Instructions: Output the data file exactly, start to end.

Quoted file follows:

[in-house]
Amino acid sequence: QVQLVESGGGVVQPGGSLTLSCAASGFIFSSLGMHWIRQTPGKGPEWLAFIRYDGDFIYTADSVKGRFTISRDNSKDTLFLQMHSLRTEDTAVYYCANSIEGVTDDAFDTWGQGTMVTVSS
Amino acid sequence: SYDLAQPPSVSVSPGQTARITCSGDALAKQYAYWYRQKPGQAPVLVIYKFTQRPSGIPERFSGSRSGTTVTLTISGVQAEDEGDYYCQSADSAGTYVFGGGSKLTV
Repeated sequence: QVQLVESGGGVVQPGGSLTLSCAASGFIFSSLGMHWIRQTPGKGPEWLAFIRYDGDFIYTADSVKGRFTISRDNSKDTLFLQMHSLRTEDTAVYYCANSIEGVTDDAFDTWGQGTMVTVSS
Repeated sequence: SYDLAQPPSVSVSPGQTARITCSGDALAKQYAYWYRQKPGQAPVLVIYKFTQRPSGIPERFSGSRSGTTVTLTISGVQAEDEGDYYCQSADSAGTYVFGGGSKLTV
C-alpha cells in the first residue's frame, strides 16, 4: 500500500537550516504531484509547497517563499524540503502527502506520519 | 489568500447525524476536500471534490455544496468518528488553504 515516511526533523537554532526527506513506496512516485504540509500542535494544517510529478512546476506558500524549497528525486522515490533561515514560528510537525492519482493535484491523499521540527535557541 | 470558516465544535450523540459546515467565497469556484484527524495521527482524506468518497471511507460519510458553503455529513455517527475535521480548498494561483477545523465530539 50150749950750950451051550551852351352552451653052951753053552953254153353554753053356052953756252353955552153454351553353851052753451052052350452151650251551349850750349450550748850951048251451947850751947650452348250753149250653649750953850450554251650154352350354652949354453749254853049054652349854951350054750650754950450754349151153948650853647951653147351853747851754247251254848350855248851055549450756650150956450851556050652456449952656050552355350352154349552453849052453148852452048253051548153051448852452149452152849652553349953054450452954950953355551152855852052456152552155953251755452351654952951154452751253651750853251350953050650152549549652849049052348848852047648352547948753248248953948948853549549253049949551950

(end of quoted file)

[in-house]
Amino acid sequence: QVQLVESGGGVVQPGGSLTLSCAASGFIFSSLGMHWIRQTPGKGPEWLAFIRYDGDFIYTADSVKGRFTISRDNSKDTLFLQMHSLRTEDTAVYYCANSIEGVTDDAFDTWGQGTMVTVSS
Amino acid sequence: SYDLAQPPSVSVSPGQTARITCSGDALAKQYAYWYRQKPGQAPVLVIYKFTQRPSGIPERFSGSRSGTTVTLTISGVQAEDEGDYYCQSADSAGTYVFGGGSKLTV
Repeated sequence: QVQLVESGGGVVQPGGSLTLSCAASGFIFSSLGMHWIRQTPGKGPEWLAFIRYDGDFIYTADSVKGRFTISRDNSKDTLFLQMHSLRTEDTAVYYCANSIEGVTDDAFDTWGQGTMVTVSS
Repeated sequence: SYDLAQPPSVSVSPGQTARITCSGDALAKQYAYWYRQKPGQAPVLVIYKFTQRPSGIPERFSGSRSGTTVTLTISGVQAEDEGDYYCQSADSAGTYVFGGGSKLTV
C-alpha cells in the first residue's frame, strides 16, 4: 500500500537550516504531484509547497517563499524540503502527502506520519 | 489568500447525524476536500471534490455544496468518528488553504 515516511526533523537554532526527506513506496512516485504540509500542535494544517510529478512546476506558500524549497528525486522515490533561515514560528510537525492519482493535484491523499521540527535557541 | 470558516465544535450523540459546515467565497469556484484527524495521527482524506468518497471511507460519510458553503455529513455517527475535521480548498494561483477545523465530539 50150749950750950451051550551852351352552451653052951753053552953254153353554753053356052953756252353955552153454351553353851052753451052052350452151650251551349850750349450550748850951048251451947850751947650452348250753149250653649750953850450554251650154352350354652949354453749254853049054652349854951350054750650754950450754349151153948650853647951653147351853747851754247251254848350855248851055549450756650150956450851556050652456449952656050552355350352154349552453849052453148852452048253051548153051448852452149452152849652553349953054450452954950953355551152855852052456152552155953251755452351654952951154452751253651750853251350953050650152549549652849049052348848852047648352547948753248248953948948853549549253049949551950